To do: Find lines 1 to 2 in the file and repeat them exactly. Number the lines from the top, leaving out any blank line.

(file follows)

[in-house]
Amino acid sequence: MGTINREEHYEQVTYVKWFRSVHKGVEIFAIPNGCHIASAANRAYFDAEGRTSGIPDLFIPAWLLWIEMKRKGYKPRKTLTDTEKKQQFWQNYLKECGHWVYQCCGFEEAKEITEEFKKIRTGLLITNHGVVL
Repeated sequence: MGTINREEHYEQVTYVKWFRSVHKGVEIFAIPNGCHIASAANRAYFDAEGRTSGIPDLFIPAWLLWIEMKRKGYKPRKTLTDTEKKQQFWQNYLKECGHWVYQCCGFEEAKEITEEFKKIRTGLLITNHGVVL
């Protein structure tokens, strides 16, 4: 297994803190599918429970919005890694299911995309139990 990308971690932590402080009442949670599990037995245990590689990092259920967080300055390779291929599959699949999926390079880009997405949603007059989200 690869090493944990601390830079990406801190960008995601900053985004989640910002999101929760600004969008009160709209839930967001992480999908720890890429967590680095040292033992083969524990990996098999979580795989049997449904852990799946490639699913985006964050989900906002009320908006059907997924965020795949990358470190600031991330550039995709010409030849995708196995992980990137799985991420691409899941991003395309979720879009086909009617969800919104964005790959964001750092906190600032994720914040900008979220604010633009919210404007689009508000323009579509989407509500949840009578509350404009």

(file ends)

[in-house]
Amino acid sequence: MGTINREEHYEQVTYVKWFRSVHKGVEIFAIPNGCHIASAANRAYFDAEGRTSGIPDLFIPAWLLWIEMKRKGYKPRKTLTDTEKKQQFWQNYLKECGHWVYQCCGFEEAKEITEEFKKIRTGLLITNHGVVL